I like how they did this.  There was no protracted and useless debate over a bill about which nobody’s mind was going to change.  Take note, South Carolina state senate.  The S.C. House cut off debate and did constitutional carry, the Alabama senate cut off debate and did constitutional carry.  Apparently they didn’t want to see Alabama Sheriffs Association Executive Director Bobby Timmons get away with his lies to the public.

As for the S.C. senate, don’t be such weaklings and pussies, boys.  Get it done.  They showed you how, they showed you it can be done, and no one really believes this thing has to die in committee.  We all know better than that.

Sheriff Blake Dorning On Handgun Permits: It’s Not Just About The Money

BY Herschel Smith
5 years, 5 months ago

AL.com:

Pistol permits are a financial boon to the Madison County sheriff’s department but that’s not why Sheriff Blake Dorning opposes a Senate bill that would eliminate them.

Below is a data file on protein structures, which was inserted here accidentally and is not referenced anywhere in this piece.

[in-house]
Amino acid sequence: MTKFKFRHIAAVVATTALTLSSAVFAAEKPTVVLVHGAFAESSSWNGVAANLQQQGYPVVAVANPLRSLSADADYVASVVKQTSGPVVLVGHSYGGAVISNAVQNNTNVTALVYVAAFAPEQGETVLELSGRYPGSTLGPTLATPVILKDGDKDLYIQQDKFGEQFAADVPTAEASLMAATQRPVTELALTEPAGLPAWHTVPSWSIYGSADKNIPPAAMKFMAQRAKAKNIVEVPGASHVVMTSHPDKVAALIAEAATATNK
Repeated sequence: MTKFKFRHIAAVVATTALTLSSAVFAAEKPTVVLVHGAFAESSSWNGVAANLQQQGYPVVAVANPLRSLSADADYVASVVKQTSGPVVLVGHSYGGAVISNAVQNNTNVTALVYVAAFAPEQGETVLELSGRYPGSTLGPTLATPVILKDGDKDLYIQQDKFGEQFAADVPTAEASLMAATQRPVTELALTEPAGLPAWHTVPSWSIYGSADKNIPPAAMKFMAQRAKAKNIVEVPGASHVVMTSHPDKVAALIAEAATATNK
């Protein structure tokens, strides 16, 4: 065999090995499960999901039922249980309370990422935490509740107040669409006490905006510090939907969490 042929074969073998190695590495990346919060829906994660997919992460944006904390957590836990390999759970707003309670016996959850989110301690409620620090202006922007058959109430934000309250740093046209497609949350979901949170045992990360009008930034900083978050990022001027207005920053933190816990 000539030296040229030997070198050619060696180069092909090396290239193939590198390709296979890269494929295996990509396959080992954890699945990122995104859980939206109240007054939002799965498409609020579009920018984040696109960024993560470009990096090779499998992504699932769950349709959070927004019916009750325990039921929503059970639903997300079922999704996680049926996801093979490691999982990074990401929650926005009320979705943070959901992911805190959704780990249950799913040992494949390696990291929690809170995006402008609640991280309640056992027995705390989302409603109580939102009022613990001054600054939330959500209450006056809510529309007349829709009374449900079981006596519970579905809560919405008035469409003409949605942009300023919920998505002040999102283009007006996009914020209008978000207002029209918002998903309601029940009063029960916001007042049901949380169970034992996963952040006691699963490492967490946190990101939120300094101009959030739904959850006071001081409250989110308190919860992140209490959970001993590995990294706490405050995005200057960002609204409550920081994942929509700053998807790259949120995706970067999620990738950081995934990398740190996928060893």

“We hear it’s just a money thing,” Dorning said Wednesday.

I wonder where he’s hearing that?

“No, it’s not. It’s a life and death safety issue for our men and women because the equipment we’re able to provide them with drastically makes them more efficient and more able to address the situations that they come into every day.”

Dorning and other top department officials held a press conference Wednesday to follow up on the open letter the sheriff posted online over the weekend.

Capt. Michael Salomonsky outlined a handful of cases where law enforcement tracked down criminals through their pistol permits as evidence for the need to oppose the bill introduced by Sen. Gerald Allen, R-Tuscaloosa.